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Garden With Plants From All Over the Globe Coming to Fort Greene Park

 A rendering of the Outer Seed Shadow garden at Fort Greene Park.
A rendering of the Outer Seed Shadow garden at Fort Greene Park.
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New York City Parks Department

FORT GREENE — A garden in the shape of Brooklyn — with plants as diverse as its population — is taking root at Fort Greene Park this summer.

The Outer Seed Shadow project, designed and curated by artist Juanli Carrion, will feature an assortment of plants that represent the various nationalities of residents across the borough.

The 16-by-14-foot garden is slated to be installed at the plaza at Myrtle Avenue and Washington Park this May, and operate from June to October.

Carrion will interview two foreign-born residents from each district about how they got to Brooklyn. The interviewees will then select a plant that represents their native country to go in the space for their neighborhood in the garden.

 An aerial view of the Outer Seed Shadow garden in Manhattan.
An aerial view of the Outer Seed Shadow garden in Manhattan.
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New York City Parks Department

Each plant will be identified by a sign with the name of the interviewee and the species chosen. The video interviews that go with each plant will then be posted to OuterSeedShadow.org.

Jennifer Lantzas, the Parks Department’s public art coordinator, said part of the beauty of the project was figuring out how plants that are suited for different environments can coexist.

“There’s aloe next to a fern, which has very different growing conditions,” Lantzas said. “It’s trying to figure out the best way that they both can grow and be healthy.” 

Lantzas said Carrion will work with groups like Green Girls, a conservation program for middle school girls, to host educational programs about global politics and immigration through an environmental lens. They’ll work on projects to help the plants thrive, such as building shade structures for species that can’t survive in direct sunlight.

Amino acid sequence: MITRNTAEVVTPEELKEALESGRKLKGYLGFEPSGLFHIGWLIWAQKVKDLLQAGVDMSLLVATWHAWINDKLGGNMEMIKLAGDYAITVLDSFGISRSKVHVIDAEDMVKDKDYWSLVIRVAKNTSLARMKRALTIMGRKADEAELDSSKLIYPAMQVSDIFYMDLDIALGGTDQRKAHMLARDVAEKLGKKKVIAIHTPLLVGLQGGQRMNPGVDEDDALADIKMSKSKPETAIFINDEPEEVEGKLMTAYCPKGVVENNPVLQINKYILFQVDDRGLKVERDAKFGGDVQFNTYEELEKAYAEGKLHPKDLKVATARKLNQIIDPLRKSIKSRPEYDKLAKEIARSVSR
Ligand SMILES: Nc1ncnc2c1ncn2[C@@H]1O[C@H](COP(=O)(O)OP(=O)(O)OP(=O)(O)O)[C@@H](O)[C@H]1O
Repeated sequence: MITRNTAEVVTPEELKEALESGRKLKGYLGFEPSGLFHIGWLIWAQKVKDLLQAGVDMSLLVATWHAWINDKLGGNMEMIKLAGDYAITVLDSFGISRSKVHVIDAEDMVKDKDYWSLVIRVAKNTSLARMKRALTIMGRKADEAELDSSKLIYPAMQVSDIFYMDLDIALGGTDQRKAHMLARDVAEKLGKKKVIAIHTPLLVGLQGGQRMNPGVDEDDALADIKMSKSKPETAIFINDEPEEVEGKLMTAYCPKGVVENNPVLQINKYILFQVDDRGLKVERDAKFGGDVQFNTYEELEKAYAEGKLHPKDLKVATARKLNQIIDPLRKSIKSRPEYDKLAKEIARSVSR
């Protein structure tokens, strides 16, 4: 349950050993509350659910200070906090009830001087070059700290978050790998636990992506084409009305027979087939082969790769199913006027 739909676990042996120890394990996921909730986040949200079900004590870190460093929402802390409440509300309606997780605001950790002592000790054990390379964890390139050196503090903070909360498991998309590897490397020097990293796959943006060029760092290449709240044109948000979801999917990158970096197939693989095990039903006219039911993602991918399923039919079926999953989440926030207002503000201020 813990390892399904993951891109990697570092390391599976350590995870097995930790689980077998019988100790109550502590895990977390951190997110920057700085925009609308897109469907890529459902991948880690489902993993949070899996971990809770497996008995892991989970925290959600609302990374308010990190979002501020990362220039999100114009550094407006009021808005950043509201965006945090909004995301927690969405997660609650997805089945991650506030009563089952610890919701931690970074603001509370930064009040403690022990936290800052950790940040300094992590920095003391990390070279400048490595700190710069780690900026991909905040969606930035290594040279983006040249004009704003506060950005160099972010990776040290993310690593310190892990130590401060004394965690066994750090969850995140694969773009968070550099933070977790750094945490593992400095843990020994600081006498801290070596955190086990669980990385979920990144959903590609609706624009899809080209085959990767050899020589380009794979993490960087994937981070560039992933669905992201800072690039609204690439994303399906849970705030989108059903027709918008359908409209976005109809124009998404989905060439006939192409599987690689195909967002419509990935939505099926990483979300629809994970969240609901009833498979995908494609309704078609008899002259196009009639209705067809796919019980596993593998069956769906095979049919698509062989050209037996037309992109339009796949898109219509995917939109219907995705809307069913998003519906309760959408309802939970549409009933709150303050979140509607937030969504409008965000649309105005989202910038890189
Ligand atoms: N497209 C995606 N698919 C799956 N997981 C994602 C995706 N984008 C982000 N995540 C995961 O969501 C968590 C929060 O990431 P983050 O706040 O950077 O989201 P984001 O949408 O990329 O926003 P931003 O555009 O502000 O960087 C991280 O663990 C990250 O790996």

Carrion will also work with community gardeners from nearby housing projects to maintain the garden. 

The garden will double as seating for those who are strolling by — parkgoers will be able to sit on the wood used to contain the plants.

Once the season is over, residents can adopt the plants for free. Leftover plants, soil, compost and wood will go to NYC Parks GreenThumb to create composting boxes.

The project is being funded by the Fort Greene Park Conservancy, the Myrtle Avenue Brooklyn Partnership and the Brooklyn Arts Council

The garden at Fort Greene Park will be similar to Carrion’s first Outer Seed Shadow garden, which he installed in 2014 at Manhattan’s Duarte Square, on Canal Street and Sixth Avenue.

The project is named after a term used in plant migration. The outer seed shadow is a region where there’s an influx of seeds, but due to adverse conditions, plant growth is complicated and there are less representatives of a species.

Carrion is currently looking for residents to interview for the Fort Greene Park garden. To participate, email project@outerseedshadow.org.